Bivariate and multivariable associations between the outcome of parasite infection and explanatory variables were assessed using random effects logistic regression models for each survey round. Linear, categorical, and non-linear relationships between the set of explanatory variables and parasite prevalence were assessed in separate models for each survey; interaction terms between survey year and ITN coverage, climate, and other covariates were assessed in final pooled models. Final non-spatial model selection was based on the Akaike’s Information Criterion (AIC); final spatial model selection was based on the Deviance Information Criterion (DIC). Model fit assessments were conducted in Stata 13.1 [34] and R 3.3.0 [35].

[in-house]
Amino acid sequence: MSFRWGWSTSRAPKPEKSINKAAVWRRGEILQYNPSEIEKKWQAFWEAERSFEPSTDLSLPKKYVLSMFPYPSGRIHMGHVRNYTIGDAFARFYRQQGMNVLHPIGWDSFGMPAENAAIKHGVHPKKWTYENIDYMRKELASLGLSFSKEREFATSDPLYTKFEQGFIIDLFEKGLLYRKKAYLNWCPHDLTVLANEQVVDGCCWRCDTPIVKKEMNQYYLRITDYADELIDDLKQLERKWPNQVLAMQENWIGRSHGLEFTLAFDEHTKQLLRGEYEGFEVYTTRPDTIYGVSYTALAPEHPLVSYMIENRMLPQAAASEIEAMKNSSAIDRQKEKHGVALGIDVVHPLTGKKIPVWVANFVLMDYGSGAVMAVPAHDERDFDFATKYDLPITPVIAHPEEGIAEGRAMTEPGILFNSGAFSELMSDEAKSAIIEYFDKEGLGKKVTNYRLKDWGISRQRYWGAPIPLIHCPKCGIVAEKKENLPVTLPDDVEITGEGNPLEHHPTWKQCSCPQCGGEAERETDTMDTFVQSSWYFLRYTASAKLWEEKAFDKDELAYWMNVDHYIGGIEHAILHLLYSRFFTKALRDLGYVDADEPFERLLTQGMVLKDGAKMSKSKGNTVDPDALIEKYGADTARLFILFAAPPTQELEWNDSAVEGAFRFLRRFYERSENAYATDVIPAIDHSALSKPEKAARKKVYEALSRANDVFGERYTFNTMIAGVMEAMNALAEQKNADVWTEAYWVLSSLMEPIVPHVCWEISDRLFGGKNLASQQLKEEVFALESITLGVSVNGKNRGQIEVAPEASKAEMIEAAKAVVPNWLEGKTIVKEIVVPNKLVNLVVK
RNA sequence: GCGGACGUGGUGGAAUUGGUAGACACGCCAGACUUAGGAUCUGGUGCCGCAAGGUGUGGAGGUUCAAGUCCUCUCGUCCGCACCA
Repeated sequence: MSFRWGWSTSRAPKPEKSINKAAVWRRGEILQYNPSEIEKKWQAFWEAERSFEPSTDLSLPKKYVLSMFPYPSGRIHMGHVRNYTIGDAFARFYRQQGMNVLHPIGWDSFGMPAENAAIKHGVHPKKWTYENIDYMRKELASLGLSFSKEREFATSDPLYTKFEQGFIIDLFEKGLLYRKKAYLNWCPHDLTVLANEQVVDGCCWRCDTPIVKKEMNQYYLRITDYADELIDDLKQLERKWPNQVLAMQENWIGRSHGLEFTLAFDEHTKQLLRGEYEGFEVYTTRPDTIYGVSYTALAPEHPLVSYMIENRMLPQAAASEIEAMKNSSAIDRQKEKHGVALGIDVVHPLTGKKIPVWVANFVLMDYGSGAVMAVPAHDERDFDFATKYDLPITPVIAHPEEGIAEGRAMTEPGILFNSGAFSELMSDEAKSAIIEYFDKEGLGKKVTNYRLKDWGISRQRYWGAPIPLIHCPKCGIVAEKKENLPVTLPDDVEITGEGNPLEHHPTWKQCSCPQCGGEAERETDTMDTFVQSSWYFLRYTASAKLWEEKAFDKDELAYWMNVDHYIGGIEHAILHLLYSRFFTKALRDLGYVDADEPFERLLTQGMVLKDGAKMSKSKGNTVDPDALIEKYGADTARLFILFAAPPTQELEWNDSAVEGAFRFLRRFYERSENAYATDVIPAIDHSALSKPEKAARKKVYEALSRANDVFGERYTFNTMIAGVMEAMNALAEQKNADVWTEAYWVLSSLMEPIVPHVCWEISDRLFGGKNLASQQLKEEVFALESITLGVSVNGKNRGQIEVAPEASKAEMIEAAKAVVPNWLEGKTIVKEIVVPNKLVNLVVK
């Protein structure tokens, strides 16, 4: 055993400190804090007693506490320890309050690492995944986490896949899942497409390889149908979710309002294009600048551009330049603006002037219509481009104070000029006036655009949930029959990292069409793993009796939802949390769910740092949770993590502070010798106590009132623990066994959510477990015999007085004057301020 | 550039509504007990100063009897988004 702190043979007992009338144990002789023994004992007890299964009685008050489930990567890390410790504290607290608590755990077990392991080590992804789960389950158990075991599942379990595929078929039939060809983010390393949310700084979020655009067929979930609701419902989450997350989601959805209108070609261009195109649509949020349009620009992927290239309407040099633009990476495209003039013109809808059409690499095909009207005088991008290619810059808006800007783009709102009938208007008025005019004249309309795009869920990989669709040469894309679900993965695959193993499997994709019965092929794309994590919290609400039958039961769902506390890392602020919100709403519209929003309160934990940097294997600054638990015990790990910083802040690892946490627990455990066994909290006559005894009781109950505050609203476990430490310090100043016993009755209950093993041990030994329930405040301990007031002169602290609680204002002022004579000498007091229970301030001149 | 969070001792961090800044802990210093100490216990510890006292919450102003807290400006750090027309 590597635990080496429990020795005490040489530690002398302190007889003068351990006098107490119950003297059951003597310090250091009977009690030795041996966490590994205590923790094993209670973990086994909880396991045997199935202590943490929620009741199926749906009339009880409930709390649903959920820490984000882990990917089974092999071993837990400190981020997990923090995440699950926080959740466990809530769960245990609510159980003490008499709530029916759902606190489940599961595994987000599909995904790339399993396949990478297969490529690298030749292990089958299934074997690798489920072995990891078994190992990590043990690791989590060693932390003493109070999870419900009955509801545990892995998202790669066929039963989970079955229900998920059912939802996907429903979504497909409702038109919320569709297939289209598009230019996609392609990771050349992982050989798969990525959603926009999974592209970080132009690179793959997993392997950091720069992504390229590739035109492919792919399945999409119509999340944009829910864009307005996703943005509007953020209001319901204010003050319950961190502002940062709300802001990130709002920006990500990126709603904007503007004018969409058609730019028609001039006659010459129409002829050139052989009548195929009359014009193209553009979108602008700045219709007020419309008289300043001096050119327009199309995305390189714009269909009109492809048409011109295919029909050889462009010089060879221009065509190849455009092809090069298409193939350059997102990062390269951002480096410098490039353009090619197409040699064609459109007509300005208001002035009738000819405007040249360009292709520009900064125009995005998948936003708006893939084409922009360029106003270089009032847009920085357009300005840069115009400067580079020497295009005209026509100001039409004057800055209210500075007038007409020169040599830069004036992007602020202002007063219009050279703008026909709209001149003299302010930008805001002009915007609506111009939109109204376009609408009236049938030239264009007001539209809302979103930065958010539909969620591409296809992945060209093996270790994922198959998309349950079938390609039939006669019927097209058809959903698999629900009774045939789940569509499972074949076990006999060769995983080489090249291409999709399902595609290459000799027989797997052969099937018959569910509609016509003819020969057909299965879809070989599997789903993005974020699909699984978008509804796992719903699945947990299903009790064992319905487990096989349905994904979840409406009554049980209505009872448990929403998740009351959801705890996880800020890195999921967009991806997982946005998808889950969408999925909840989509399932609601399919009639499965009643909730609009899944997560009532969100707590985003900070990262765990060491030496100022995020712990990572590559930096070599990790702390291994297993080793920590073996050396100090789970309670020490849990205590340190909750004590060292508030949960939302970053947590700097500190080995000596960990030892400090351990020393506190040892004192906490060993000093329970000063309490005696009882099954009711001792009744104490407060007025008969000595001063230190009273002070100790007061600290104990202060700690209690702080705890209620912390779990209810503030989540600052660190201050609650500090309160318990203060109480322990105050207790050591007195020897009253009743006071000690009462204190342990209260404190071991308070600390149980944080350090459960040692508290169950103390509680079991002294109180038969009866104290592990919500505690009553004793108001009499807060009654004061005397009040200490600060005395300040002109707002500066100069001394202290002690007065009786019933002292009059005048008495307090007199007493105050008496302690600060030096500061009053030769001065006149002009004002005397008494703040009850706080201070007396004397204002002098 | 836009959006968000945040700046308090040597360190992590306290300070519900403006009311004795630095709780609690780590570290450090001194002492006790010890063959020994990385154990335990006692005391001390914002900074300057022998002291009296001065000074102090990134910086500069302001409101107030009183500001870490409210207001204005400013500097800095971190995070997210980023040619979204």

To account for spatial autocorrelation and to produce continuous prediction surfaces for examining spatial patterns in ITN coverage and parasite prevalence, final models were run in a Bayesian geostatistical framework with spatially-correlated random effects (further details in Additional file 1). We compared results of several different geostatistical models including individual, household, and SEA-level parameters to confirm that effect estimates used for final prediction models were not modified by individual level parameters. Additionally, we compared results of geostatistical models with non-spatial random effects models. In a model (‘full model’) including individual, household, and cluster level parameters we included individual and household-level socio-demographic and vector control parameters (ITNs and IRS), and SEA-level measures of vector control (ITNs and IRS), geography (elevation and Euclidean distance to nearest water body), and climate (rainfall and EVI). In the spatial prediction model (‘prediction model’) we included only the SEA-level ITN, IRS, geographic, and climate parameters. Additionally, to compare results of varying ITN and IRS coverage and climate inputs on predictions, we created separate geostatistical models of ITN coverage, defined as the ratio of ITNs:HH members, and IRS coverage for inclusion in final prediction models. All model parameters were estimated using Integrated Nested Laplace Approximation (INLA) in R [36] (Details in Additional file 1).